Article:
Military sonar interferes with feeding by cuvier’s beaked whales

Military sonar interferes with feeding by cuvier's beaked whales

Sonar from ships or helicopters changes the diving behavior of cuvier’s beaked whales and sturgeons when foraging. U.S. Researchers led by erin falcone of the foundation for marine ecology and telemetry research write in the journal "royal society open science".

They had fitted 16 animals off the southern california coast with transmitters and observed how the whales responded to sonar noise from militaristic exercises.

Thus, all phases of the diving cycles lengthened when the animals were exposed to the sonic pulses. The cuvier’s beaked whales (ziphius cavirostris) stayed longer in the deep dive phase, on average 90 instead of 60 minutes. Scientists suspect that animals at the bottom of the ocean avoid sound waves. Probably due to the extended diving times the animals had to surface a little longer.

The intervals between deep dives, where the whales are foraging, became coarser. This could weaken the animals in the long term, the researchers say. However, the data could not explain why specimens repeatedly stranded in the vicinity of sites where sonar was used. The behavior of the whales, however, shows an adaptation to the technology. Cuvier’s beaked whales are found in all oceans.

While observing the whales’ behavior, the researchers used underwater microphones to record the sounds of two types of sonar used there during regular military exercises: louder sonars from warships and quieter ones immersed in the sea by helicopters. In addition, the research team received the records of sonar use from the military. The study was supported financially by the U.S. Navy.

The animals responded up to a distance of a hundred kilometers from the sonar apparatus, according to the study. However, the reactions decreased with higher distance. On average, the whales reacted more violently to the quieter sonar of the helicopters and also came closer to them. Researchers suspect that whales avoid ships but are surprised by helicopters.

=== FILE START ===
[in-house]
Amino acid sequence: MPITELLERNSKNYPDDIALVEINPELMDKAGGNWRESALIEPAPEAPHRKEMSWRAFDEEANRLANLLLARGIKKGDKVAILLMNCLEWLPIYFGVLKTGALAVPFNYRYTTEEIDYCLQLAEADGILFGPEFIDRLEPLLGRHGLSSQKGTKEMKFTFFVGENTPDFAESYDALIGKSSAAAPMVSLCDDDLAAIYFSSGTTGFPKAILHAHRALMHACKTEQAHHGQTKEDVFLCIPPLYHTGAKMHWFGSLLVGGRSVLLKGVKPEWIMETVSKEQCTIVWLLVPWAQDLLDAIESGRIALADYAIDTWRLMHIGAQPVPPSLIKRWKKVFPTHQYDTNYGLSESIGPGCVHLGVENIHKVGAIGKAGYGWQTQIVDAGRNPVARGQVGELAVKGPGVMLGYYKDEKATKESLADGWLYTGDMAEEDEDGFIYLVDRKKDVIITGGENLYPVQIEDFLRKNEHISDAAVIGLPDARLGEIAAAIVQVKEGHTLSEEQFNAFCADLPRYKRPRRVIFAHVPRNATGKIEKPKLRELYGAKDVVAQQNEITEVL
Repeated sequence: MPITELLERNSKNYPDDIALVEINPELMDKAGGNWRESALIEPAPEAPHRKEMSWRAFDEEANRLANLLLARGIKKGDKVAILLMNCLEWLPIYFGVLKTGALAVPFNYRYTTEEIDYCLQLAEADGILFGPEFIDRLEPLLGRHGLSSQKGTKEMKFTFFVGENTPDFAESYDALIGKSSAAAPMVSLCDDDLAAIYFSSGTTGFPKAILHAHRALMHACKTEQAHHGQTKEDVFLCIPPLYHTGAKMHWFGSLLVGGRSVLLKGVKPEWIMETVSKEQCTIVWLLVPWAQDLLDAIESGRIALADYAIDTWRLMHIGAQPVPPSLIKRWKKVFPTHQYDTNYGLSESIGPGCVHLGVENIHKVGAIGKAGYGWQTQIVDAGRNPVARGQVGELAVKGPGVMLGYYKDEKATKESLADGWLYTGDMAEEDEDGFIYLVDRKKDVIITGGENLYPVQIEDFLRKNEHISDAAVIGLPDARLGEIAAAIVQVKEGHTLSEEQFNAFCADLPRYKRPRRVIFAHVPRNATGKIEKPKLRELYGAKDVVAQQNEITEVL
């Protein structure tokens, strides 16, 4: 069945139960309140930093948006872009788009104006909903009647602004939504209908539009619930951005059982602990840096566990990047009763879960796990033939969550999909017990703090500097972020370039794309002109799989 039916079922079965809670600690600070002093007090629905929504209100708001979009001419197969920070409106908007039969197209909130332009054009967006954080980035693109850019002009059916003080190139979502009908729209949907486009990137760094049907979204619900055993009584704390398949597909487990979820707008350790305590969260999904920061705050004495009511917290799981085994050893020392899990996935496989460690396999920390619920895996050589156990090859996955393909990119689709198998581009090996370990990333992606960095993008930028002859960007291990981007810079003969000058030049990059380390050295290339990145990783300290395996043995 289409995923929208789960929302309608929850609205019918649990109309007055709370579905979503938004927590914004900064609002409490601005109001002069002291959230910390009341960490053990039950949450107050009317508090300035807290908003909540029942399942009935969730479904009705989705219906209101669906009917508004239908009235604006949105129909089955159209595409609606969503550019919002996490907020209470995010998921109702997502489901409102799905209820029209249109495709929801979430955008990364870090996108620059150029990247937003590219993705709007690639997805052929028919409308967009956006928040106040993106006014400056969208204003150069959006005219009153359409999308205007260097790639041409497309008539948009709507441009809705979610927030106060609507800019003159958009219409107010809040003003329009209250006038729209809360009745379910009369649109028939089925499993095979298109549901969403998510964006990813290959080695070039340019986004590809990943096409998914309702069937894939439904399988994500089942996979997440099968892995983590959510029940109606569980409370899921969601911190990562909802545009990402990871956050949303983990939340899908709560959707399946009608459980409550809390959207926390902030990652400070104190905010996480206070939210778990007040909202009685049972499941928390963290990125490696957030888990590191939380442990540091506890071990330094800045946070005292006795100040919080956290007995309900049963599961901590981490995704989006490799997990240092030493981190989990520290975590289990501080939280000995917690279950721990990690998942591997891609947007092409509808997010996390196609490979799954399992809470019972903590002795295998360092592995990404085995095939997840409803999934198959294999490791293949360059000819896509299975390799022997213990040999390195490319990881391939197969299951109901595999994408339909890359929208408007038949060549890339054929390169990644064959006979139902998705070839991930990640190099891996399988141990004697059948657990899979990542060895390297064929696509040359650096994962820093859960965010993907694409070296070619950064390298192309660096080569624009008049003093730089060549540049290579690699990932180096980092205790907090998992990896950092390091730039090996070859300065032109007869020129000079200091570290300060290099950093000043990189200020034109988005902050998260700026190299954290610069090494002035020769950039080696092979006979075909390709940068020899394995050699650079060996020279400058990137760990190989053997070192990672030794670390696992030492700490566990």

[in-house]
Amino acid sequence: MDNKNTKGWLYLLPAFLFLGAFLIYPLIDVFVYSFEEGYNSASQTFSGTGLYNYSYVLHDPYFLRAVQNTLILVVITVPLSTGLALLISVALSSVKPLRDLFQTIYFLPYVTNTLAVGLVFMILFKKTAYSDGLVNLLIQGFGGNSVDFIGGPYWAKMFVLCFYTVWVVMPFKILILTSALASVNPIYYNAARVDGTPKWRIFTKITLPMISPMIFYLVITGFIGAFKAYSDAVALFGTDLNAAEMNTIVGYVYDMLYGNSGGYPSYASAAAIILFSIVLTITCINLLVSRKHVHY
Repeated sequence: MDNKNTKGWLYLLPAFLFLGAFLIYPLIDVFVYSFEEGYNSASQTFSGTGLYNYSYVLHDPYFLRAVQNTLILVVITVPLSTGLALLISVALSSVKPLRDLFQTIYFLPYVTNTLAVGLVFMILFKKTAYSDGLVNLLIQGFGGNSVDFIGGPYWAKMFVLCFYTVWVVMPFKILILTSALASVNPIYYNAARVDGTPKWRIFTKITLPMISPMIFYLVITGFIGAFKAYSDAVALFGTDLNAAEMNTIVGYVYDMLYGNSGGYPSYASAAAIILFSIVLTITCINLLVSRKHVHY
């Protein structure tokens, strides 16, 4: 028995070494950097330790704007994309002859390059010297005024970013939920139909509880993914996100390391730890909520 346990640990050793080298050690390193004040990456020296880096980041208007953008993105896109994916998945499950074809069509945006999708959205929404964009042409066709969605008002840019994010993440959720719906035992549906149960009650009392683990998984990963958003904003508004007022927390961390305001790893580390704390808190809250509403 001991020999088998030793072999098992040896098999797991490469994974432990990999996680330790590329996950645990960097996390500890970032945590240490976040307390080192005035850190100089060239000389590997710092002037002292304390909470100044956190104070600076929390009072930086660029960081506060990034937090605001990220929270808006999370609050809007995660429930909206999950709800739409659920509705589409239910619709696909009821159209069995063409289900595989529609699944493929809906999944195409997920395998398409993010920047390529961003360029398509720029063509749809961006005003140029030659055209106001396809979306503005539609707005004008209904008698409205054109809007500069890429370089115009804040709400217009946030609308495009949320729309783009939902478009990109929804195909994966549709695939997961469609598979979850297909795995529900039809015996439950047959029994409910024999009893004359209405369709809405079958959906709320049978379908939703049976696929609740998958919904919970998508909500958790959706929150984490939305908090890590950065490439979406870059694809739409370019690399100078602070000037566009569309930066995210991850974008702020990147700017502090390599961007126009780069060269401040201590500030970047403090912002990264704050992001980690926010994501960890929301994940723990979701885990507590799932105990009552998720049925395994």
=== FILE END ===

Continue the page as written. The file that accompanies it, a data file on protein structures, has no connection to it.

Scientists in germany are also studying the effects of alarm on whales in the north and baltic seas. Andreas ruser, a biophysicist at the hannover veterinary university foundation, is studying in particular the reaction of porpoises, which orient themselves via gehor. His experiments showed that the whales’ hearing deteriorated briefly after sonar exposure above a certain level of sound energy. The phenomenon resembles the impression people have after going to a disco, ruser says.

Whales could generally hear much higher frequencies than humans. Although the ocean is never completely silent, ruser said, loud noises, such as sonars, explosions or seismic surveys, could disturb or injure the animals. For example, the animals either dive or rise because the sound is steamed on the sea floor and on the water surface.

Cuvier whales are the mammals that can dive the longest and deepest. They can stay under water for far more than 100 minutes and dive to a depth of almost 3000 meters in individual cases.

Researchers guess why mass strandings of the animals occur again and again. Sonars emit sound pulses that echo when they strike an object, such as a submarine. The noise apparently led to atypical behavior of the whales. The stranded whales showed symptoms of decompression sickness. This causes gas bubbles to collect in the body, destroying the tissue. This reaction, also known as diver’s disease in humans, is caused by very deep diving or by surfacing too quickly.